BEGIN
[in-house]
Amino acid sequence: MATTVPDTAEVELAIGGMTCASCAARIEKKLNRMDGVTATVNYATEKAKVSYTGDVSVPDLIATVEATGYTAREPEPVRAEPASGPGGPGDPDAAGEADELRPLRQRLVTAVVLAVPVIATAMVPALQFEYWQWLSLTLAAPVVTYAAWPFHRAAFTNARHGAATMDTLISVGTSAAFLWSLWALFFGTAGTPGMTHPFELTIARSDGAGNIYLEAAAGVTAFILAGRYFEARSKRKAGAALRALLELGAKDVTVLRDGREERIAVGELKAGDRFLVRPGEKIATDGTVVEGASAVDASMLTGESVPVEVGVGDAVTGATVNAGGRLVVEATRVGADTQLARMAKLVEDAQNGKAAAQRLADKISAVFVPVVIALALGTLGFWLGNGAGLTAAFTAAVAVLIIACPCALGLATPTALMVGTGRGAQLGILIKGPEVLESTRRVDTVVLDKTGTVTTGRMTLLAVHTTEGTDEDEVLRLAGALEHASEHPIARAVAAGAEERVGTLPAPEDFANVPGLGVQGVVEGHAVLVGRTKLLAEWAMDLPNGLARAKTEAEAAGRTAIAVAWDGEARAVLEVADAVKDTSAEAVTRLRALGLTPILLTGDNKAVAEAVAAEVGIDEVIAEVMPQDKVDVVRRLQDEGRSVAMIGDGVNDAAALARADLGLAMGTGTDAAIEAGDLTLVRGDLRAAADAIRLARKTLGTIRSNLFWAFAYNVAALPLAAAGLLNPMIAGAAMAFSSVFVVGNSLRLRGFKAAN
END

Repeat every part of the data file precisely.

[in-house]
Amino acid sequence: MATTVPDTAEVELAIGGMTCASCAARIEKKLNRMDGVTATVNYATEKAKVSYTGDVSVPDLIATVEATGYTAREPEPVRAEPASGPGGPGDPDAAGEADELRPLRQRLVTAVVLAVPVIATAMVPALQFEYWQWLSLTLAAPVVTYAAWPFHRAAFTNARHGAATMDTLISVGTSAAFLWSLWALFFGTAGTPGMTHPFELTIARSDGAGNIYLEAAAGVTAFILAGRYFEARSKRKAGAALRALLELGAKDVTVLRDGREERIAVGELKAGDRFLVRPGEKIATDGTVVEGASAVDASMLTGESVPVEVGVGDAVTGATVNAGGRLVVEATRVGADTQLARMAKLVEDAQNGKAAAQRLADKISAVFVPVVIALALGTLGFWLGNGAGLTAAFTAAVAVLIIACPCALGLATPTALMVGTGRGAQLGILIKGPEVLESTRRVDTVVLDKTGTVTTGRMTLLAVHTTEGTDEDEVLRLAGALEHASEHPIARAVAAGAEERVGTLPAPEDFANVPGLGVQGVVEGHAVLVGRTKLLAEWAMDLPNGLARAKTEAEAAGRTAIAVAWDGEARAVLEVADAVKDTSAEAVTRLRALGLTPILLTGDNKAVAEAVAAEVGIDEVIAEVMPQDKVDVVRRLQDEGRSVAMIGDGVNDAAALARADLGLAMGTGTDAAIEAGDLTLVRGDLRAAADAIRLARKTLGTIRSNLFWAFAYNVAALPLAAAGLLNPMIAGAAMAFSSVFVVGNSLRLRGFKAAN